I turned the photo over again. I looked at his face and that faded smile. He was ever so slightly out of focus. Like one of them had just moved. I turned and looked around the room. There were people picking at Bill’s clutter, deciding if they wanted to make it their own. I looked at the pictures of people that he knew that hung in frames on his wall. There were lots of people smiling. I imagined those people coming through this house after Bill died, taking the things they wanted. I wondered if they’d missed this box. I looked back at Bill, on his own, almost smiling. I looked back at the faces in the frames on the wall.

I went into my jacket pocket and pulled out the photograph of Margaret that I’d brought with me. I arced my back a little. I cast a shadow over the two photographs. I looked over each shoulder. I held them next to one another. Margaret’s picture was taken maybe a year or two before. Something about her look told me that much. Bill looked a little more modern. But I couldn’t be sure if I was mistaking age for modernity.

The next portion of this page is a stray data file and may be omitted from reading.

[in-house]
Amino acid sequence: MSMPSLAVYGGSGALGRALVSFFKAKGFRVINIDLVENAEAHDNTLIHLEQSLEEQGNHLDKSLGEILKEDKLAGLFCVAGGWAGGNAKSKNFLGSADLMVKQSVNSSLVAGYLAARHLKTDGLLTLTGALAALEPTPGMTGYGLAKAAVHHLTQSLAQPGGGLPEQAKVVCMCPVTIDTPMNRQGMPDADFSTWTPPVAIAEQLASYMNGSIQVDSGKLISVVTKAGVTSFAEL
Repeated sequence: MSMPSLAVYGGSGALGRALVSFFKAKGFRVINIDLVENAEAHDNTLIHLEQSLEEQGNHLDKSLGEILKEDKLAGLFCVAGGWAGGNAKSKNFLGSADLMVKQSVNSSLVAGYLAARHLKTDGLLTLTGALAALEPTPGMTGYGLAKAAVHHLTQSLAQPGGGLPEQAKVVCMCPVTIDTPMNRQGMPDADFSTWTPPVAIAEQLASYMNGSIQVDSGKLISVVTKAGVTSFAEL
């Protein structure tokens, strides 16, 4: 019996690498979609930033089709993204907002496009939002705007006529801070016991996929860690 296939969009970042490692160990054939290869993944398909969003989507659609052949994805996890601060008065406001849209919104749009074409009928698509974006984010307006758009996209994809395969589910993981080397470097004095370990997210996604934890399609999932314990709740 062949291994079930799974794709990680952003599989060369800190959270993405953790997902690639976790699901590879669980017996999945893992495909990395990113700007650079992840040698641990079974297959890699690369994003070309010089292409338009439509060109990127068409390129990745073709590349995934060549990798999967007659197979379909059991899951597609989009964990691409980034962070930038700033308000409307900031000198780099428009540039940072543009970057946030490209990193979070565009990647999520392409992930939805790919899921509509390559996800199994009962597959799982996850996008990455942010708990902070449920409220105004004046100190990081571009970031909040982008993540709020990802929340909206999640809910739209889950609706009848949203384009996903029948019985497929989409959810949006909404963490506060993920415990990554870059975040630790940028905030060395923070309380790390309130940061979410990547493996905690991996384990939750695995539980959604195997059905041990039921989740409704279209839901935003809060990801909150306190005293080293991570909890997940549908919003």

As I looked back and forth between the two pictures, keeping an ear on the people behind me, I thought that they worked. I imagined Margaret taking a photo of Bill, and Bill taking a photo of Margaret. Their expressions weren’t so different. But Margaret’s was a little happier. Like that smile probably continued after the shutter was closed. Maybe that’s what made me think her picture was older.

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Photos From India: Behind the Taj Mahal – Huge Shadow

“One cigarette” he said, nodding to the packet in my hand. I pulled one out. I gave him my lighter. He held up a hand to stop me. He was holding a box of matches.
“Thank you kindly.” He blew out the smoke from the first drag. I looked up at the Taj Mahal above us from deep within the huge shadow it cast. I looked at the big wall in front of us.
“Does the Taj mean anything to you anymore?” I asked.
“My friend,” he started, looking up at the bright white dome above us, “it will mean something to me for as long as I carry this horrible thing.” He pointed to the automatic rifle by his side.
I looked back at the Taj and wondered if ever saw what I could see.